Synopsis: An assembly of Indian women, both immigrants and their British-born sisters, travel to the English seaside in this comic drama. The plot focuses on a trio of young women caught between tradition and independence: Ginder (Kim Vithana), who risks the uncertainties of social ostracism and single motherhood in order to escape from her abusive husband; Hashida (Sarita Khajuria), who jeopardizes her promising future in medical school when she becomes pregnant by her West Indian boyfriend (Mo Sesay); and Simi (Shaheen Khan), who integrates her feminist politics and her commitment to her culture by heading up the Saheli Asian Women's Group. To provide the women of her community with a chance to get together and enjoy themselves, Simi organizes a ladies-only trip to Blackpool, a seaside resort town that resembles Atlantic City. Along for the ride are boy-crazy teens, conservative matrons, and a garish visitor from Bombay, each of them offering a singular perspective on Asian immigrant culture. Asha (Lalita Ahmed), a middle-aged wife, mother, and newsstand proprietor, spends much of the trip experiencing picturesque visions in which an Indian goddess reprimands her for the missed opportunities in her life. Introspection gets pre-empted, however, when Ginder's husband (Jimmi Harkishin) and his brothers show up looking for a little involuntary family reunion.
October 23, 2013, 6pm
Synopsis: Part fact and part fiction, Zoot Suit is the film version of Luis Valdez's critically acclaimed play, based on the actual Sleepy Lagoon murder case and the zoot suit riots of 1940s Los Angeles. Henry Reyna is the leader of a group of Mexican-Americans being sent to San Quentin without substantial evidence for the death of a man at Sleepy Lagoon. As part of the defense committee, Alice Bloomfield and George Shearer fight the blatant miscarriage of justice for the freedom of Henry and his friends.
First Person Plural
October 3, 2013, 6pm
Synposis: In 1966, Deann Borshay Liem was adopted by an American family and sent from Korea to her new home in California. There the memory of her birth family was nearly obliterated, until recurring dreams led her to investigate her own past, and she discovered that her Korean mother was very much alive. Bravely uniting her biological and adoptive families, Borshay Liem embarks on a heartfelt journey in this acclaimed film that first premiered on PBS in 2000. First Person Plural is a poignant essay on family, loss and the reconciling of two identities.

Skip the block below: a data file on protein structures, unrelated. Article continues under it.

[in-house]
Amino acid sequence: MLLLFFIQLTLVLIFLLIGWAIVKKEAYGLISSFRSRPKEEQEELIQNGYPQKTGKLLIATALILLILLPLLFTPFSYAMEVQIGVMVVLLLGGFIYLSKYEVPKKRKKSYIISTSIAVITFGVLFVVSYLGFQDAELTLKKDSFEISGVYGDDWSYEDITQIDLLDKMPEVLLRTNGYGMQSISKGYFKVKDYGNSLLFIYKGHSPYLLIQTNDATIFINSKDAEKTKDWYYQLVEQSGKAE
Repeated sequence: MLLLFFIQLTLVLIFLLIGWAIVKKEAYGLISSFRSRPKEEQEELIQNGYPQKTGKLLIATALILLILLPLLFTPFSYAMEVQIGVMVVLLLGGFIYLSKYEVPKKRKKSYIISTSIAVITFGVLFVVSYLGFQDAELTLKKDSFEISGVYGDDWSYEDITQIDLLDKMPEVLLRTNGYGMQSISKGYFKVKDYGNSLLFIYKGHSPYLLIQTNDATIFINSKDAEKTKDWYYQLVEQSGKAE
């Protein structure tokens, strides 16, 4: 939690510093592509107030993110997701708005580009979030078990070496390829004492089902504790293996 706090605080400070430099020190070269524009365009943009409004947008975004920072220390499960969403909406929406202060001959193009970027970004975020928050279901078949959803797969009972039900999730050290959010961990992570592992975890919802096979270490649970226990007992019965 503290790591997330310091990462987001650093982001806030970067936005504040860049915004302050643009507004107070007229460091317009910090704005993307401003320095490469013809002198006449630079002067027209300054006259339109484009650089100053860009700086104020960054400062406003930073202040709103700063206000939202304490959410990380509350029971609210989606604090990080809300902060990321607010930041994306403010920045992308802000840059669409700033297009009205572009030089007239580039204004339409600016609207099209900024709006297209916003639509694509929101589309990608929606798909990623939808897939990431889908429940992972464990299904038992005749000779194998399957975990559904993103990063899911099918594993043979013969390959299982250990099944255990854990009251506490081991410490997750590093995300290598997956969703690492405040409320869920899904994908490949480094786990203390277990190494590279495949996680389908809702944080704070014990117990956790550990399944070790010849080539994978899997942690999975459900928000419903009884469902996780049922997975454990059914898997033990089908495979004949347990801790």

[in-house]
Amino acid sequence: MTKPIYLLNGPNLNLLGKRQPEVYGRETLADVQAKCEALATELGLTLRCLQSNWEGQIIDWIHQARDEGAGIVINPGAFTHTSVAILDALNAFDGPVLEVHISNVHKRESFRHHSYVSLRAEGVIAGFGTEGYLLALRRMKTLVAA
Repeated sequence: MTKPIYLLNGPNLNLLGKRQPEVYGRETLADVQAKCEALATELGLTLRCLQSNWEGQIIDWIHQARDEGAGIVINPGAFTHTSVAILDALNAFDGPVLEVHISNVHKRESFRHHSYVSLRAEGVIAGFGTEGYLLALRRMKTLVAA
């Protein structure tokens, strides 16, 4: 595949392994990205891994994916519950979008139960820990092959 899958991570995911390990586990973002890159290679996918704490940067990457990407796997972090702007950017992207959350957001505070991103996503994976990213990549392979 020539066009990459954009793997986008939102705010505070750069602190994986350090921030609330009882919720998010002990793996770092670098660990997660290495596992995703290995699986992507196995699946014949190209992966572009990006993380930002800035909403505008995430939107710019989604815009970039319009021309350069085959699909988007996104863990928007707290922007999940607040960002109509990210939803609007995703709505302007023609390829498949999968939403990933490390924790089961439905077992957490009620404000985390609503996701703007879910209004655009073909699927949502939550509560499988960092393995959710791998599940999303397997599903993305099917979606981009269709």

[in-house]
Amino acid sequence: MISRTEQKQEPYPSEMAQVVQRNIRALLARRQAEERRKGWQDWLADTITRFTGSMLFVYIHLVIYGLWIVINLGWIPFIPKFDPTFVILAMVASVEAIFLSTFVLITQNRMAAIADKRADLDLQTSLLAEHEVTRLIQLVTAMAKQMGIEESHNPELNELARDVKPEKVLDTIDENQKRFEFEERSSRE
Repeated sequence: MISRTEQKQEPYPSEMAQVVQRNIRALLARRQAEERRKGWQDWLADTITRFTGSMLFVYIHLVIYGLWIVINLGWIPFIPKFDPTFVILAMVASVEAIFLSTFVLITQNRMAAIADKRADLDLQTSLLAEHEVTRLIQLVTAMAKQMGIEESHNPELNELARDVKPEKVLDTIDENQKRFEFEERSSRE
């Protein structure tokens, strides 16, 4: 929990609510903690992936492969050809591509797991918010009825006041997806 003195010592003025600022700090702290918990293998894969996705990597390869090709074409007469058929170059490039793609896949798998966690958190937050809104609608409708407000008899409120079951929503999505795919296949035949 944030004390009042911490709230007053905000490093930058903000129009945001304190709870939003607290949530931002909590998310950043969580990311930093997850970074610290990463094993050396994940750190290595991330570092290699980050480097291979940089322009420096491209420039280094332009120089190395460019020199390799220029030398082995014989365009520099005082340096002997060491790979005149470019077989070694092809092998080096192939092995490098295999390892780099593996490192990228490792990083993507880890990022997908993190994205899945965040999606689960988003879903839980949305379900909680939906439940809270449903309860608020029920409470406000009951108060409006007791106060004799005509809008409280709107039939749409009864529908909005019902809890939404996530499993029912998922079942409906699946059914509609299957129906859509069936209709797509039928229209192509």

The Apple Pushers
November 13th, 2012, 6pm
Synopsis: The Apple Pushers, narrated by Edward Norton, follows the inspiring stories of five immigrant pushcart vendors who are rolling fresh fruits and vegetables into New York City's food deserts - neighborhoods where finding a ripe, red apple is a serious challenge and where obesity rates are skyrocketing. These micro-entrepreneurs, who hail from Ecuador, Russia, Mexico, and Bangladesh, are at the heart of a unique urban strategy, the Green Cart Initiative, which seeks to increase the availability of fresh produce in under-served communities, in an effort to combat the obesity epidemic found in so many of America's cities.
In and Out of Africa
October 17th, 2012, 6pm
Synposis: Interweaving stories of Western collectors, Muslim traders, African artists and intellectuals, and the filmmakers themselves, the film focuses on a remarkable art dealer from Niger named Gabai Barre. It follows him all the way from the rural Ivory Coast to East Hampton, Long Island, where he bargains for a sale. The film shows how (through occasionally hilarious and frequently fantastic tales about the art objects) he adds economic value and changes the "meaning" of what he sells by interpreting and mediating between the cultural values of African producers and Western consumers.
October 1st, 2012, 6pm
Synopsis: "An Indian family is expelled from Uganda when Idi Amin takes power. They move to Mississippi and time passes. The Indian daughter falls in love with a black man, and the respective families have to come to terms with it."
Center for the History of the New America, Department of History, University of Maryland